If you have ever been on a team raise your hand.  Immediately the majority of hands shoot up. What kind of teams have you been on?  John answers that he is on a soccer team.  Other children tell me they are on teams such as basketball, football, cheerleading, and baseball.

Well today we are going to be working in teams, just like you have done before. Sounds like you have lots of experience being on teams.  Johnny, you said you were on the soccer team, right?  So I have a question for you.  Let's say you score a goal.  Do you get the point or does your team get the point?

He answers, The team!

Why don't you just get the point?

Because we are playing as a team.  We all worked to get that goal.

I reply, that's right.  Teams work together to accomplish things.  Today you are going to get a chance to work on a team, just like engineers and scientists sometimes do.  We are going to work together to come up with one main design for a squirrel proof feeder.  




20 minutes
In advance, I look over my class list and group the children into groups of three.  I try to make sure each group has at least one child whom is articulate and one who is a more reluctant speaker.  This kind of builds in a role model who can help teach the concept of speaking fluently to share an idea.  I feel the students definitely learn best from listening to each other.  Of course, I also try to find groups of children that I think will work well together.  I tell the children of whom each group is comprised.  They are going to be a team together to complete only ONE paper.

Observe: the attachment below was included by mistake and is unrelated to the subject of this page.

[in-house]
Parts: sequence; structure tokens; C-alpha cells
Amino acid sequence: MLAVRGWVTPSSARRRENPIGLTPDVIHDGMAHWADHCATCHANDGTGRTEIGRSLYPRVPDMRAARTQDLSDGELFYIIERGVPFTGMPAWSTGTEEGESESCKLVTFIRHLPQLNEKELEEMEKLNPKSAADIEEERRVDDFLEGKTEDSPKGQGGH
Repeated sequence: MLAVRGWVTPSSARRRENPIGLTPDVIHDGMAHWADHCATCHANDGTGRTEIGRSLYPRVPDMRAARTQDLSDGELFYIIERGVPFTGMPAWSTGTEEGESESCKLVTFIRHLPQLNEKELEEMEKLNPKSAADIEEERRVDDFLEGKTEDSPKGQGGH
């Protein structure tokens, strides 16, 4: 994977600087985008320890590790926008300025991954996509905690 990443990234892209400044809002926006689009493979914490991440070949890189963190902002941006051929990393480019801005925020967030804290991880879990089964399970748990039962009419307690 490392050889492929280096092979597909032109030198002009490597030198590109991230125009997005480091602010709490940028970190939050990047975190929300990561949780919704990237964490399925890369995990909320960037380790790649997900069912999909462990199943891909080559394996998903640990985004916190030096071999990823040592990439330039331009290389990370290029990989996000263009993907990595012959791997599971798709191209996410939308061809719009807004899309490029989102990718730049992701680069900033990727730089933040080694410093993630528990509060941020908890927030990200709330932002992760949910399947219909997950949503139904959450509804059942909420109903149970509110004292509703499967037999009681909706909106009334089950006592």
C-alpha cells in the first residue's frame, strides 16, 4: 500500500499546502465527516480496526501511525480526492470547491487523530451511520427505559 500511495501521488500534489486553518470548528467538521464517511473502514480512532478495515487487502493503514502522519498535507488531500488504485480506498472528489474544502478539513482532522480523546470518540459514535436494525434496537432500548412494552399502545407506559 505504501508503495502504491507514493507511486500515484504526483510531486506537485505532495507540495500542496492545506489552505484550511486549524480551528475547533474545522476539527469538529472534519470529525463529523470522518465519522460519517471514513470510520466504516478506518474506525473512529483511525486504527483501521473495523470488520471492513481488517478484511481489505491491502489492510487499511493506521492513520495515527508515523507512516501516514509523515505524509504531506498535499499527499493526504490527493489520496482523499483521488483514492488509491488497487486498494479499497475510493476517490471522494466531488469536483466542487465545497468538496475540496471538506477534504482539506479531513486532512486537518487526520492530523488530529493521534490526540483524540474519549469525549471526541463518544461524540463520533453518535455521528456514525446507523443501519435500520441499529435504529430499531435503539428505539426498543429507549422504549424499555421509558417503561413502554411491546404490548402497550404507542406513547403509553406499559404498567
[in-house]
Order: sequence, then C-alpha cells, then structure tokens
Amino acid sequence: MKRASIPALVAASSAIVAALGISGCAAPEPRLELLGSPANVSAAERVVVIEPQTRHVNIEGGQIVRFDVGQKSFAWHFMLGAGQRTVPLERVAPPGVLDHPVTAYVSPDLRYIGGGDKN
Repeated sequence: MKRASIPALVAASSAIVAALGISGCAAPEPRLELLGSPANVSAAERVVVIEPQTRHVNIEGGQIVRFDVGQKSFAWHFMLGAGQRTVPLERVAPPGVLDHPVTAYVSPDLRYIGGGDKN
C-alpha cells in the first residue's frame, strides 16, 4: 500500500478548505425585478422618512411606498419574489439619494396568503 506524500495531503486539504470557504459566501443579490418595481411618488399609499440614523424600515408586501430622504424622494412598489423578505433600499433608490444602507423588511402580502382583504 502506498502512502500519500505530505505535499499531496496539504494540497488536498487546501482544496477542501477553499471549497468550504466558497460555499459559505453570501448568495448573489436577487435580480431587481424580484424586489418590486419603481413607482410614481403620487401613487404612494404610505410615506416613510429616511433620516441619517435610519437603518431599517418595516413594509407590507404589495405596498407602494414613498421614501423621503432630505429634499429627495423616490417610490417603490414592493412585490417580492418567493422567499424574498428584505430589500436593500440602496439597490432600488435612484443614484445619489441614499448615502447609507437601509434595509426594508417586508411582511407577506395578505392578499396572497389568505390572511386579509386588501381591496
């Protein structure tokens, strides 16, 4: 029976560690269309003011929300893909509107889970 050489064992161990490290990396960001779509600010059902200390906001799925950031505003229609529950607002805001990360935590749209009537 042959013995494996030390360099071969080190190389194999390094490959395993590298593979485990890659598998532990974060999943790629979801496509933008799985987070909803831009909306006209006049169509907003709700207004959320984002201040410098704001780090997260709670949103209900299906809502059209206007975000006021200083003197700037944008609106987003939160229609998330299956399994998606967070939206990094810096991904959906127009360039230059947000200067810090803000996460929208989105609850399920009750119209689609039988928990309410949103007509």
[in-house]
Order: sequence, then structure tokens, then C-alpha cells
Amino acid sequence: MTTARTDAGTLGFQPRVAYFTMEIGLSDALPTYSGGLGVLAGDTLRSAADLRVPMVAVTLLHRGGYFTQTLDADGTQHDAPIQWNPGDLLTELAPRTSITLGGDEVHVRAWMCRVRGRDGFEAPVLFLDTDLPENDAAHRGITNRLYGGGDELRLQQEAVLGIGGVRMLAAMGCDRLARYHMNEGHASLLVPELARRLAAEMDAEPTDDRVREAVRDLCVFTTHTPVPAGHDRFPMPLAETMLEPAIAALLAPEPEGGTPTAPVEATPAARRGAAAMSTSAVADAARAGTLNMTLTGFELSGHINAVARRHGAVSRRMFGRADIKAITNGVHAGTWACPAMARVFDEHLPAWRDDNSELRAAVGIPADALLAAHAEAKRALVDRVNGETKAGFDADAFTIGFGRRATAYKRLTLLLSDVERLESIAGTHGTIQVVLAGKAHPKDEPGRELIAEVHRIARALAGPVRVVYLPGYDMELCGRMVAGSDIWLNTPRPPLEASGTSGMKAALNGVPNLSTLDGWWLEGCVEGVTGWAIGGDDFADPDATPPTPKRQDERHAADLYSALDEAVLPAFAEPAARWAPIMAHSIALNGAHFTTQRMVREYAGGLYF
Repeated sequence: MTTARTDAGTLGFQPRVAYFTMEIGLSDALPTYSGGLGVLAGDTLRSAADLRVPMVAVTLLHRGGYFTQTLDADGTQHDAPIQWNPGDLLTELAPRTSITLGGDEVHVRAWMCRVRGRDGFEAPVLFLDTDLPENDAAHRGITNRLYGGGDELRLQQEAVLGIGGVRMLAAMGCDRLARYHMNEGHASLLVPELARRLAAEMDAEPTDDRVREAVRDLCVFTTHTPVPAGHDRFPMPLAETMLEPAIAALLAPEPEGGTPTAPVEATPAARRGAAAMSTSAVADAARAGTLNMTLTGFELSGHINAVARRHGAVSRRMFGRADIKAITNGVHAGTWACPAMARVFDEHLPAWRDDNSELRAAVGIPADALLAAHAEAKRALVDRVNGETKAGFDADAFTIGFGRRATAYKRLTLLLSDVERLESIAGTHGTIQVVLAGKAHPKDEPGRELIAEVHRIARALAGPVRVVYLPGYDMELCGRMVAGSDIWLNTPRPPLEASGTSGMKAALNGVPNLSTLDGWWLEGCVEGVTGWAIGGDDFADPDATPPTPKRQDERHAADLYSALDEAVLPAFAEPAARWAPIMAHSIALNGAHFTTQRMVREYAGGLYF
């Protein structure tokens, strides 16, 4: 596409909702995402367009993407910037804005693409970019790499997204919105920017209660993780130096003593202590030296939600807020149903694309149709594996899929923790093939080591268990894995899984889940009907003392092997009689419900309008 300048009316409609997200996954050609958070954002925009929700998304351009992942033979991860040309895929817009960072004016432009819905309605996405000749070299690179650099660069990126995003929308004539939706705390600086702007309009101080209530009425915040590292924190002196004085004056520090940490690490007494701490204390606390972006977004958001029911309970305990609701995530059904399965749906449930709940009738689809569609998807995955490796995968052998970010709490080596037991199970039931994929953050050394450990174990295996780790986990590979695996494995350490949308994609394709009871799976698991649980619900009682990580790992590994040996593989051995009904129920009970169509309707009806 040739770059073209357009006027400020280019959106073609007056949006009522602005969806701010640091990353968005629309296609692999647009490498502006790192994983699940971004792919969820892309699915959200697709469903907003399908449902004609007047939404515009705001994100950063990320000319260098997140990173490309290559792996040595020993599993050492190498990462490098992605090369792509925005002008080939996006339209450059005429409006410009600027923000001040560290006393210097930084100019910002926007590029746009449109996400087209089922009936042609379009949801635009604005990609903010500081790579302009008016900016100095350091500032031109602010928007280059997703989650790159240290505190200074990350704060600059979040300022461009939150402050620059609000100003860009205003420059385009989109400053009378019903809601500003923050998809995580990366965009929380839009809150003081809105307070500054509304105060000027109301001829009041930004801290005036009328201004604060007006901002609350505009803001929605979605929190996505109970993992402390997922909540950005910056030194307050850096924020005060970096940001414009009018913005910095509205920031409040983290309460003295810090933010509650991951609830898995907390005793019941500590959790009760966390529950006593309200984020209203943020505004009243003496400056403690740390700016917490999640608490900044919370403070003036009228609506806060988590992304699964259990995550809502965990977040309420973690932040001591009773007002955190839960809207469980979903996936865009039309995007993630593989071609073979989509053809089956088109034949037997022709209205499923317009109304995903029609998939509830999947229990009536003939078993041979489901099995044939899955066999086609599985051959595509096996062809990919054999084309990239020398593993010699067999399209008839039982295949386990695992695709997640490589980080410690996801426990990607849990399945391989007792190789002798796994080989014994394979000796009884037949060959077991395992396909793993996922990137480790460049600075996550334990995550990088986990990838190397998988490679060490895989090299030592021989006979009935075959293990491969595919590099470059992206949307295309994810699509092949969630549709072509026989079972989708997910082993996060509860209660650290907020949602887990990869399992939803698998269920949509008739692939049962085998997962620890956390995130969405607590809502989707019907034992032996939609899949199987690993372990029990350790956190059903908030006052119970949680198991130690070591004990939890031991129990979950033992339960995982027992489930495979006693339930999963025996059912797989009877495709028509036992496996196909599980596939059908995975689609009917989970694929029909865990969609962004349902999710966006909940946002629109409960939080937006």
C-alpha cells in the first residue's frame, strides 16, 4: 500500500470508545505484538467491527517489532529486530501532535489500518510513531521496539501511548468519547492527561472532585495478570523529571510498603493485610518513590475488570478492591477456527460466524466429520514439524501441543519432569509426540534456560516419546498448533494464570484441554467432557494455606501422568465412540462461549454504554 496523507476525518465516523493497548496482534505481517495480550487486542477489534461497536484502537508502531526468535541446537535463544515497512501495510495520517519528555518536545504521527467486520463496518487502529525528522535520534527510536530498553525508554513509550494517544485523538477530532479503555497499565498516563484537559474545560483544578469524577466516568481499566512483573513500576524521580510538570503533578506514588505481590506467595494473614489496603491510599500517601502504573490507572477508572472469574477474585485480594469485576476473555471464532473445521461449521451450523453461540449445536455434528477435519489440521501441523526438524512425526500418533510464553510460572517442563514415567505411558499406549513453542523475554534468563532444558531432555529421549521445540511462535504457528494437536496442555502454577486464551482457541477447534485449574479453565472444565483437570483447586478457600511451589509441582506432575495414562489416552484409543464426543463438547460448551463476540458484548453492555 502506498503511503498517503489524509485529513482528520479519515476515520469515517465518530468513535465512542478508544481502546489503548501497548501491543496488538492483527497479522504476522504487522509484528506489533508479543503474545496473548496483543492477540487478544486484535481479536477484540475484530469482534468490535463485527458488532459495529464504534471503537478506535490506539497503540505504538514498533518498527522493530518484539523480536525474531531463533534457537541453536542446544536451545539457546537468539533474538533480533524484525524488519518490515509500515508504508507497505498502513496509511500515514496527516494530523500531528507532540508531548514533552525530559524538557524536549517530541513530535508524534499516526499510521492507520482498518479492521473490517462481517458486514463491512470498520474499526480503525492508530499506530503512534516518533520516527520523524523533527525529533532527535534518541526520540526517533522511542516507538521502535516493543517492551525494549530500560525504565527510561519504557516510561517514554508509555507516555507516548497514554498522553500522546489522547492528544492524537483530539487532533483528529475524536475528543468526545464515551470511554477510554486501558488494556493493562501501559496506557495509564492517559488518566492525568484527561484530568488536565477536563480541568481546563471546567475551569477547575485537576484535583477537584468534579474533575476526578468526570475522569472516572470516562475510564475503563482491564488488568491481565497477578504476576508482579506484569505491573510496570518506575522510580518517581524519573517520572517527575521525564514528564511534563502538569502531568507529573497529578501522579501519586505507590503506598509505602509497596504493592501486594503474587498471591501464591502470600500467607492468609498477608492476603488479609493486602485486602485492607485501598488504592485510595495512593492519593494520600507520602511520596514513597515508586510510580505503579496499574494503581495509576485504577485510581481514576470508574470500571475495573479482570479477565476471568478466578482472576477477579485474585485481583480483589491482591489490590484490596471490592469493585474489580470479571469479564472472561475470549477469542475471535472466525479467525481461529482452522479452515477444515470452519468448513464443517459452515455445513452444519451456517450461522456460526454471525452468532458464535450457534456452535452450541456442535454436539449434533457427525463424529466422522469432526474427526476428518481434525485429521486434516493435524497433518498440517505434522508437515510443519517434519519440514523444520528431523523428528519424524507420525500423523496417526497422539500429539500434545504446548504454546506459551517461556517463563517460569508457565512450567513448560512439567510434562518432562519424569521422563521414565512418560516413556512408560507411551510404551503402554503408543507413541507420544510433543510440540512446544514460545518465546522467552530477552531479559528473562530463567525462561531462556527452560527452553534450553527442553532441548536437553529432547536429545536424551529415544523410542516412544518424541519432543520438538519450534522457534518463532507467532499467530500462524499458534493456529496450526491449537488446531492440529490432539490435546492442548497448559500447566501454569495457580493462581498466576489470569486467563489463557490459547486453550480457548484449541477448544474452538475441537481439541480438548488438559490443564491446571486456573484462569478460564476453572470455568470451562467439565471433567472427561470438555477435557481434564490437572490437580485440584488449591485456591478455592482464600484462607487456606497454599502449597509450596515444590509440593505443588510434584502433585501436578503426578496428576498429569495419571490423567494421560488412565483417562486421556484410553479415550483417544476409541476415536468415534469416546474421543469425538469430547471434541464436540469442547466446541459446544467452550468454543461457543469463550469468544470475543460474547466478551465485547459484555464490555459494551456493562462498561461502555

Today we are going to work in your teams of 3.  You will need to work with your team to figure out what the ONE best idea of your group is or you may combine several ideas. In our engineering process this would be the "Choosing Our Best Idea" stage.

I pull up the Engineering Design--Choose on the Smartboard.